Scott Wetzel Services, Inc. v. Johnson, 821 P.2d 804 (Colo.1991) (quoting Farmers Group, Inc. v. Trimble, 691 P.2d 1138, 1141 (Colo.1984)). Nothing in the record before us supports Eckhardt's claim that Great American acted unreasonably or in bad faith in refusing to consent to the settlement.

I also do not agree with the majority's application or expansion of the Peterkin bad faith or unreasonableness exception. The party claiming application of the bad faith exception should have the burden to show that the carrier's conduct in withholding consent or approval was unreasonable. See Wetzel, 821 P.2d at 810 ("in order to establish breach of the insurance carrier's duty of good faith to one asserting a claim for workers' compensation, the claimant must show that the insurer's conduct was unreasonable and that the insurer knew it was unreasonable or acted in reckless disregard of whether it was unreasonable" (emphasis added)) (citing Travelers Ins. Co. v. Savio, 706 P.2d 1258, 1276 (Colo.1985)).

In County Workers Compensation Pool v. Davis, 817 P.2d 521, 526 n. 5 (Colo.1991), we held that an "insurer has the right to intervene and participate in the employee's tort action against a third party or may elect to file a separate claim against the tortfeasor." Depending on the expense involved in intervening and the amount of the subrogation interest at stake in a particular case, a carrier could reasonably decide that it is not in its best interests either to intervene or to consent to a proposed settlement.

Great American's subrogation rights are specifically defined by statute. § 8-52-108, 3B C.R.S. (1986). The General Assembly, in granting a subrogation right to a compensation carrier, such as Great American, did not impose the procedures and requirements set out in the majority opinion. Great American paid Eckhardt $11,622.18 as compensation for his injuries under the Act and obtained subrogation rights that cannot be eliminated by judicial fiat. The Act does not force a compensation carrier to accept less than its subrogation interest.

The fact that the proceeds of the settlement were divided by the federal district judge in Missouri does not establish that the carrier's refusal to settle was in bad faith or unreasonable. Arkansas, Nebraska, and New York, by statute, allow an employee to seek court approval of a settlement when the carrier refuses to consent. See 2A Arthur Larson, Larson's Workmen's Compensation Law § 74.17(d) (1991 Supp.). The Colorado statutes require approval by the employer or compensation carrier and do not permit a court's division of the proceeds to serve as an approval. Court approval, when permitted by statute, in some instances might be viewed as establishing that the carrier's refusal to consent was unreasonable or in bad faith. Id. The division here, however, did not constitute court approval of the settlement. The settlement had already been entered into and the court merely ordered the distribution of the proceeds.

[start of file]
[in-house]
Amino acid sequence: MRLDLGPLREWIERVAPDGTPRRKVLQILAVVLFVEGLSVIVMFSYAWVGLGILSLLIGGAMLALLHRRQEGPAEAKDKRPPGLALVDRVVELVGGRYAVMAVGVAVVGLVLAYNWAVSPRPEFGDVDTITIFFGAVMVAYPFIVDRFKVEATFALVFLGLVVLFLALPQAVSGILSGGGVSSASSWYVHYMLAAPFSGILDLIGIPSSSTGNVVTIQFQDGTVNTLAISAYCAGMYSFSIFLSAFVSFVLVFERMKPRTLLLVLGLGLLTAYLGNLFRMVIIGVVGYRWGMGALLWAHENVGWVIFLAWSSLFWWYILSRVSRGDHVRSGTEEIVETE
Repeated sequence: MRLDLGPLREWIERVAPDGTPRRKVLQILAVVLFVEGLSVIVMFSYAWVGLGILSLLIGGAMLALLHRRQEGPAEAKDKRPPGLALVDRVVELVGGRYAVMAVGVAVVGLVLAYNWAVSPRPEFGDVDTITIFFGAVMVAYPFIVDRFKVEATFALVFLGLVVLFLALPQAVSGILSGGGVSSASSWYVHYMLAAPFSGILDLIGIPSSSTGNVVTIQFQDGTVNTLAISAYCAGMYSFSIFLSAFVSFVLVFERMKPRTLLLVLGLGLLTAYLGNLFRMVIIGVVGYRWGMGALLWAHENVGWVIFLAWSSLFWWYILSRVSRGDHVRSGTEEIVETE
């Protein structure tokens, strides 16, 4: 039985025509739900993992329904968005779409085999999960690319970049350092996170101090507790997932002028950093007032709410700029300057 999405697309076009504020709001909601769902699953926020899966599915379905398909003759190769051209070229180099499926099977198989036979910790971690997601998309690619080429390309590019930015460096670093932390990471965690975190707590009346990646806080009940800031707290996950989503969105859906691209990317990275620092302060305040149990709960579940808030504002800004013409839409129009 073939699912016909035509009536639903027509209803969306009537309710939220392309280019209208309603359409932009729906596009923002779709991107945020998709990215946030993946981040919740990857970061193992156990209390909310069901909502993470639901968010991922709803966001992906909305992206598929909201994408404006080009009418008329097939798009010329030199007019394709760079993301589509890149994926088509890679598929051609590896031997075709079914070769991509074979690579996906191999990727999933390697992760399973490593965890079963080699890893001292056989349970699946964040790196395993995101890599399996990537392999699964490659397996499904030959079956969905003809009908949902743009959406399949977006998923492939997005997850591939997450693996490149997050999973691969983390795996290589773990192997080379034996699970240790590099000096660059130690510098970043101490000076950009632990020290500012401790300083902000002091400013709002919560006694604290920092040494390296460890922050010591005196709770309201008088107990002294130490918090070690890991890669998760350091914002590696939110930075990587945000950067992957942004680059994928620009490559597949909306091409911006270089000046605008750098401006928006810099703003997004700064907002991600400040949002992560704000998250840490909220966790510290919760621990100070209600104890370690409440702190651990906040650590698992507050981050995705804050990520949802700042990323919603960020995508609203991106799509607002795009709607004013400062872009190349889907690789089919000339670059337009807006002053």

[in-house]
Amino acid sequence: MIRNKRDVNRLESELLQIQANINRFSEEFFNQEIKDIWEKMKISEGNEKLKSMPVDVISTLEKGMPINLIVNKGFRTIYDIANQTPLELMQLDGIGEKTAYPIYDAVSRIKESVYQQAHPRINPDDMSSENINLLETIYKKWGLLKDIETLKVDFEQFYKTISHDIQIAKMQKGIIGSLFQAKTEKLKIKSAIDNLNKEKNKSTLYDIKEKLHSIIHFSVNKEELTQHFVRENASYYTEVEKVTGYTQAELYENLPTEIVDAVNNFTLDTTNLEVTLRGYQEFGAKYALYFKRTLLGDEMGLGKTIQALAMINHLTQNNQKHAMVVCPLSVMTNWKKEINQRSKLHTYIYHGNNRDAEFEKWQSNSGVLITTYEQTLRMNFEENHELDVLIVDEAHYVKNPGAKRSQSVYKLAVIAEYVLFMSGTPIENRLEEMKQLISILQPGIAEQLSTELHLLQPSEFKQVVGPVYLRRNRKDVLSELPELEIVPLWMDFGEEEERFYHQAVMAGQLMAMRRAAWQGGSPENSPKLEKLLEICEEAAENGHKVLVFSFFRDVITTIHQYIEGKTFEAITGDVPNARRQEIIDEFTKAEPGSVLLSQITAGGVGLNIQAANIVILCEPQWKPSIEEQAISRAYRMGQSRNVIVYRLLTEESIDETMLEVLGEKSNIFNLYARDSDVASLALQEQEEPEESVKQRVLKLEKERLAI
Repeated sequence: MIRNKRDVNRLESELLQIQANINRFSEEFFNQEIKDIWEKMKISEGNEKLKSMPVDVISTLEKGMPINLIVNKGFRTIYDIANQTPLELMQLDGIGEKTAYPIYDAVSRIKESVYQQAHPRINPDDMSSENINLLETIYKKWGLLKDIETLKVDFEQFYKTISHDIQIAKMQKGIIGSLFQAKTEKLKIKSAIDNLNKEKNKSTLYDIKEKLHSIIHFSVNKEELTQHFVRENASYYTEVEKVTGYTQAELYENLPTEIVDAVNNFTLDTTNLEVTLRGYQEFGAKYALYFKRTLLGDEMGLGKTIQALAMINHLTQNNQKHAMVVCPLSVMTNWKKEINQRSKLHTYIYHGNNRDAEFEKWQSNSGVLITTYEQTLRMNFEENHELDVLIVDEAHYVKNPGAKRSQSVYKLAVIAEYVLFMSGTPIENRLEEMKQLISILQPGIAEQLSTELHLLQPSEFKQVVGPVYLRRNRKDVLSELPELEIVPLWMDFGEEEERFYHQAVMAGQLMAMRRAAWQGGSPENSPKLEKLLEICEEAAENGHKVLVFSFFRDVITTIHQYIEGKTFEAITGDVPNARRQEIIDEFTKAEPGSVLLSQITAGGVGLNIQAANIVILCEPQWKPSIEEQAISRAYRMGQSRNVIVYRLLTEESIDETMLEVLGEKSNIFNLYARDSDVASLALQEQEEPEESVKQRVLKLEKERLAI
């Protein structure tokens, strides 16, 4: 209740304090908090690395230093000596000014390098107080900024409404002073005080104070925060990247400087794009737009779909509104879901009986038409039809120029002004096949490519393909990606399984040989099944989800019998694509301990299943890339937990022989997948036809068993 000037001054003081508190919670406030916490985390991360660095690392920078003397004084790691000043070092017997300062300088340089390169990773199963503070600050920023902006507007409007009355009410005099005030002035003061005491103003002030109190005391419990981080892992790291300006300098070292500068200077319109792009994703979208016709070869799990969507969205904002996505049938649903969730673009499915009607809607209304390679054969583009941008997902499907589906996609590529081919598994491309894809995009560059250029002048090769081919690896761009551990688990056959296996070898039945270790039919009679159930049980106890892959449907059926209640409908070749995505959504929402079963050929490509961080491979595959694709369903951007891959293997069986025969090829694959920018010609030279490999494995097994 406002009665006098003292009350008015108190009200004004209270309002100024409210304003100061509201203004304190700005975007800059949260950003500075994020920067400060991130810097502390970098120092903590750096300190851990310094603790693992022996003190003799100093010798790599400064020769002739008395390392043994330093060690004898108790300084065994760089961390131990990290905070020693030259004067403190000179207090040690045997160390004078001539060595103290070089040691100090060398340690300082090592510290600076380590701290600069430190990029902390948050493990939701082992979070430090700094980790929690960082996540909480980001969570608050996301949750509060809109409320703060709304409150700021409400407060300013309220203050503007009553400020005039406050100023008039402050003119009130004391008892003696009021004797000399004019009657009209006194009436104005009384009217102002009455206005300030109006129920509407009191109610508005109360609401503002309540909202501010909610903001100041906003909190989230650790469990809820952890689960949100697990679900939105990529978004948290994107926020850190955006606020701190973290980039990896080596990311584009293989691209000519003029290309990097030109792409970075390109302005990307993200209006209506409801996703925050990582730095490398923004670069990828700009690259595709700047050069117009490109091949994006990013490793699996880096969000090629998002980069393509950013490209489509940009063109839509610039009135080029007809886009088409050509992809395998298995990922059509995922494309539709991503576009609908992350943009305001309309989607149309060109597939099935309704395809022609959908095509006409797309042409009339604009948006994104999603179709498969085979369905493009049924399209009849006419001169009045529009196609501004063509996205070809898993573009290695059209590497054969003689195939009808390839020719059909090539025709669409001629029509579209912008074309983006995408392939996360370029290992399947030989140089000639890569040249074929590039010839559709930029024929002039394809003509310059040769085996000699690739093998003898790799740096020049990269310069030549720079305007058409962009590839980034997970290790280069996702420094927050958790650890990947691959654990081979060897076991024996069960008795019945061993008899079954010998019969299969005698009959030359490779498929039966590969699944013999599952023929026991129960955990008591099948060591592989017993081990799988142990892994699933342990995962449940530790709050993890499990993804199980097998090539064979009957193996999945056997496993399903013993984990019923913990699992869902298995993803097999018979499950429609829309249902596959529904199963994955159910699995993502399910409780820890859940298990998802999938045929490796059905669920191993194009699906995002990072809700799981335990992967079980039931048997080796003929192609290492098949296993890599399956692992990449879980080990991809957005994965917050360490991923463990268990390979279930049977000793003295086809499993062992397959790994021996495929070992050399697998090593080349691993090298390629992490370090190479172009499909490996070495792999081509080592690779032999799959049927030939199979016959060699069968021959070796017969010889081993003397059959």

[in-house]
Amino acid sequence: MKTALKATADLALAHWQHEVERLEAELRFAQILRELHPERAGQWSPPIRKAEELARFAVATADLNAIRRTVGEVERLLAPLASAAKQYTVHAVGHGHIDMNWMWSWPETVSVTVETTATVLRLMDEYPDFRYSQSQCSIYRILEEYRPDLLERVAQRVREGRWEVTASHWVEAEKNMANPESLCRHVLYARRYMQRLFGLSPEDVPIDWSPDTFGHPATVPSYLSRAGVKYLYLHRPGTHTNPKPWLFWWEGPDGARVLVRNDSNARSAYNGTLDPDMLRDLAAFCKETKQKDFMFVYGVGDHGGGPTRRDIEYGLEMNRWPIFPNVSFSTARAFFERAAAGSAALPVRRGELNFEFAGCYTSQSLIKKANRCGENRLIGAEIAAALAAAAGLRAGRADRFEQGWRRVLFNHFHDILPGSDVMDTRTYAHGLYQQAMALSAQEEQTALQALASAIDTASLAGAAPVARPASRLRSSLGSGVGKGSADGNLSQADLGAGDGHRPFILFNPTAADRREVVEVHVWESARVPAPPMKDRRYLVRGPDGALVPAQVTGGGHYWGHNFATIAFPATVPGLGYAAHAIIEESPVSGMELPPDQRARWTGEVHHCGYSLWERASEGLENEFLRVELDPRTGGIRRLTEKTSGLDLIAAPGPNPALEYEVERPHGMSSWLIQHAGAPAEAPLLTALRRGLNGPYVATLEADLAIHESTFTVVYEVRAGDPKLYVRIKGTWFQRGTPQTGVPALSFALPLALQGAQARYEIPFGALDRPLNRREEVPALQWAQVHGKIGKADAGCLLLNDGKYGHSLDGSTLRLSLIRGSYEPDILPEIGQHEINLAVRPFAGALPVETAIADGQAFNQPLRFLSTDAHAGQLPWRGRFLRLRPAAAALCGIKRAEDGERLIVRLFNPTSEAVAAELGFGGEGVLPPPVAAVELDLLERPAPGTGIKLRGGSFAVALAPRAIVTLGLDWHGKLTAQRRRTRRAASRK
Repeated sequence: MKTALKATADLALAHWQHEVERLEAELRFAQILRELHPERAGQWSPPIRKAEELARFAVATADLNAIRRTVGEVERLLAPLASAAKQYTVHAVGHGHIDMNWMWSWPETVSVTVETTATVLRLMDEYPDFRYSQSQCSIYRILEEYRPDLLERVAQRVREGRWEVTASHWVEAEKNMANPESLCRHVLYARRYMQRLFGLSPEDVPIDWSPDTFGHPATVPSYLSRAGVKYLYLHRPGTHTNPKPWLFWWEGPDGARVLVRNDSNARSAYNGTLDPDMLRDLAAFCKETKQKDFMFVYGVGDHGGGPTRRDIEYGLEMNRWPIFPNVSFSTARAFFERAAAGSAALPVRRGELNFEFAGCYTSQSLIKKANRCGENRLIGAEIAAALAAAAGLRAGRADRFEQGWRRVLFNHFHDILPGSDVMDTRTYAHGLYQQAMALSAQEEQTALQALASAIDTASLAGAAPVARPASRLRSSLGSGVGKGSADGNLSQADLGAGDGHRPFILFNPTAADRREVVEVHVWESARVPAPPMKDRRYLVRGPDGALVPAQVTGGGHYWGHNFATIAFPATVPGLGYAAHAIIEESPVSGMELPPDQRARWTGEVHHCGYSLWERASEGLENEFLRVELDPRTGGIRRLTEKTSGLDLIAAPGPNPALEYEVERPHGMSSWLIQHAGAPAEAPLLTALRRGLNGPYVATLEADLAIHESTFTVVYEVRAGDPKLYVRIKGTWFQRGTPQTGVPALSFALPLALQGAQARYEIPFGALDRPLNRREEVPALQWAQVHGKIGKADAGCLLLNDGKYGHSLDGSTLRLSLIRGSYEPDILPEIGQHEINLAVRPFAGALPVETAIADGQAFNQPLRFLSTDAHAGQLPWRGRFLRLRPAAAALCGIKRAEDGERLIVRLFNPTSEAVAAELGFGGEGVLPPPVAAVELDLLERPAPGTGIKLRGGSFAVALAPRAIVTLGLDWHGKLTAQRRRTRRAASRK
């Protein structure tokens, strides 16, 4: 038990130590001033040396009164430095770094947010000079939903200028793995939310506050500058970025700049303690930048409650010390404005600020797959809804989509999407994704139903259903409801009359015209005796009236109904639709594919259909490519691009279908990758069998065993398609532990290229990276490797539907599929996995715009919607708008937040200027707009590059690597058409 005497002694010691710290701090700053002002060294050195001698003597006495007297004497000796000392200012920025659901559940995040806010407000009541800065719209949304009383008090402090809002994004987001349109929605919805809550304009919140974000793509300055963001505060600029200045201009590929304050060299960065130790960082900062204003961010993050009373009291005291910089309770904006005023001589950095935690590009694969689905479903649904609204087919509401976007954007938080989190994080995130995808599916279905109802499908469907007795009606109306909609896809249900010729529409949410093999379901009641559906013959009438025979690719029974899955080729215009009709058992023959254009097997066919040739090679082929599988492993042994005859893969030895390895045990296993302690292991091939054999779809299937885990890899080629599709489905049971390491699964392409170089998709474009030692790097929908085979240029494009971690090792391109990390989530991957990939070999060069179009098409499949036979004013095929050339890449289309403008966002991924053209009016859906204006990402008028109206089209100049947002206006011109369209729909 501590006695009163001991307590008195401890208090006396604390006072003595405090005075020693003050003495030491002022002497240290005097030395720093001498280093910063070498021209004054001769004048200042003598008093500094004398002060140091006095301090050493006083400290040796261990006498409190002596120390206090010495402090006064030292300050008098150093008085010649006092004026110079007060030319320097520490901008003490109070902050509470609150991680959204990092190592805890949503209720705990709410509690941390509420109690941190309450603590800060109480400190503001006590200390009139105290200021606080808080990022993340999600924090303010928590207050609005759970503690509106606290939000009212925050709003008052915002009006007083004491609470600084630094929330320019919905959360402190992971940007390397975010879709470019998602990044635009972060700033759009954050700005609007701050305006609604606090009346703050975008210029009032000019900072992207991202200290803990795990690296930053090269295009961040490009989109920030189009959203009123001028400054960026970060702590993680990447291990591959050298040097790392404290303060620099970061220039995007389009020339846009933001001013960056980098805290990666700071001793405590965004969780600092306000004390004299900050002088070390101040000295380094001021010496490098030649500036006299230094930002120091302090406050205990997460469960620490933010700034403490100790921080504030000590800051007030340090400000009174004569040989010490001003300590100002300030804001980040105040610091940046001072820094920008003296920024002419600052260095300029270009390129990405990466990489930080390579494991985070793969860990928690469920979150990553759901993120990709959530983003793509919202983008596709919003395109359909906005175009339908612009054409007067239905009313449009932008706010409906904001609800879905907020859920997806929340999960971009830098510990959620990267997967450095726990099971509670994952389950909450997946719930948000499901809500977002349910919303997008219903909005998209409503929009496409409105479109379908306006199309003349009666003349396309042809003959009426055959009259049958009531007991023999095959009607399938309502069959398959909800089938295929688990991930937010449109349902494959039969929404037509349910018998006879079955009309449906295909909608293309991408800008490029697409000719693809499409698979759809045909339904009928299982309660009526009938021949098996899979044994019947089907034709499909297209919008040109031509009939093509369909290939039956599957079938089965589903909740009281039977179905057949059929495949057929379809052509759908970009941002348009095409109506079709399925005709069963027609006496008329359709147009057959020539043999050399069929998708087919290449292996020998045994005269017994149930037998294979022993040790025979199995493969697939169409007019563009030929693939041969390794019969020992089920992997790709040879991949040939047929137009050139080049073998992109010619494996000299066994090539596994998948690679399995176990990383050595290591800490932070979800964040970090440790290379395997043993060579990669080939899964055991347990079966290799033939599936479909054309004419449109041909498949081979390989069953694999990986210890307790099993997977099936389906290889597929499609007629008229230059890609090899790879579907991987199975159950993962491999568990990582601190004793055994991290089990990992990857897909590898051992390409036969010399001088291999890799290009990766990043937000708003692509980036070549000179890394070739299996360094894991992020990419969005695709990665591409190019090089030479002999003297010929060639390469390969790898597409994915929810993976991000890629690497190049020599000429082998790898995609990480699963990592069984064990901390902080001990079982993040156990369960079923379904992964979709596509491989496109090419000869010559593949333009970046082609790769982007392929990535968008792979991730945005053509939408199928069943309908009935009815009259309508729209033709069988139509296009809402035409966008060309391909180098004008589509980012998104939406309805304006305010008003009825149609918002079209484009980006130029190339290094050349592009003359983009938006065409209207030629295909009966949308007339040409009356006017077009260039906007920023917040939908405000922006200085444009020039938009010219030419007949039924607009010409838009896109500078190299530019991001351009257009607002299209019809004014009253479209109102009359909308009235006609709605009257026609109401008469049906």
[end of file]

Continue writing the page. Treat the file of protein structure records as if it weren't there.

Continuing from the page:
In my opinion, neither Great American's failure to approve the settlement or to intervene in Eckhardt's action against the third party, nor the federal court's division of the settlement proceeds establishes that Great American acted in bad faith. I would affirm the judgment of the court of appeals.

VOLLACK, J., joins in this dissent.

NOTES

[1] No findings of fact were made in the administrative proceeding below and the record of the Missouri federal court case is not before us. For purposes of this opinion, the facts are taken from the pleadings and evidence in the record but because the facts must be determined on remand, our recitation of the facts is not dispositive.

[2] Recodified in section 8-41-203(2), 3B C.R.S. (1991 Supp.).

[3] We reject the suggestion that the employer is solely dependent on the enlightened self-interest of the carrier. That argument is not consistent with the legislative scheme and also now has been firmly rejected by later statutory enactment. See § 8-40-102, 3B C.R.S. (1991 Supp.) (the General Assembly recognizes "that the workers' compensation system in Colorado is based on a mutual renunciation of common law rights and defenses by employers and employees alike").

[4] See Ch. 271, sec. 15, § 81-13-8, 1973 Colo. Sess.Laws 948-49.

[5] According to the preserved deposition testimony, Eckhardt's attorney initially valued the suit between $20,000 and $50,000, the lower range of which exceeded the carrier's subrogated interests at that point.

[6] See 3B Moore's Federal Practice ¶ 24.13: A timely application to intervene under the federal rules of civil procedure is "not measured merely from the time the action was commenced, or even from the time that the applicant was aware of the action, but from the time that the applicant was aware that its interests might be adversely affected by the litigation."

[7] See, e.g., 2A Larson, Workmen's Compensation Law § 74.17(e) ("Ordinarily a third party who settles with the employee-plaintiff without carrier consent (or court approval where relevant) remains liable to the subrogee carrier ... since he must be held to know that he cannot evade his liability to the carrier as subrogee by a settlement with the employee.").

[1] When the Act was recodified and reenacted in 1990, substantial amendments were made. This section, however, remained unchanged, indicating legislative satisfaction with the language of the provision.

[2] By statute, other jurisdictions protect employees from unreasonable refusal by a carrier to consent by providing for a judicial compromise order or court approval of a settlement as an alternative to carrier consent. See, e.g., Ark. Code Ann. § 11-9-410 (Michie 1987); Neb.Rev. Stat. § 48-118 (1988); N.Y.Work.Comp.Law § 29(5) (McKinney 1991 Supp.). Such judicial order protects the employee's right to future compensation in the absence of obtaining the employer or carrier's consent. Schnabel v. Grimes, 31 A.D.2d 375, 298 N.Y.S.2d 271, 274 (N.Y.App.Div.1969).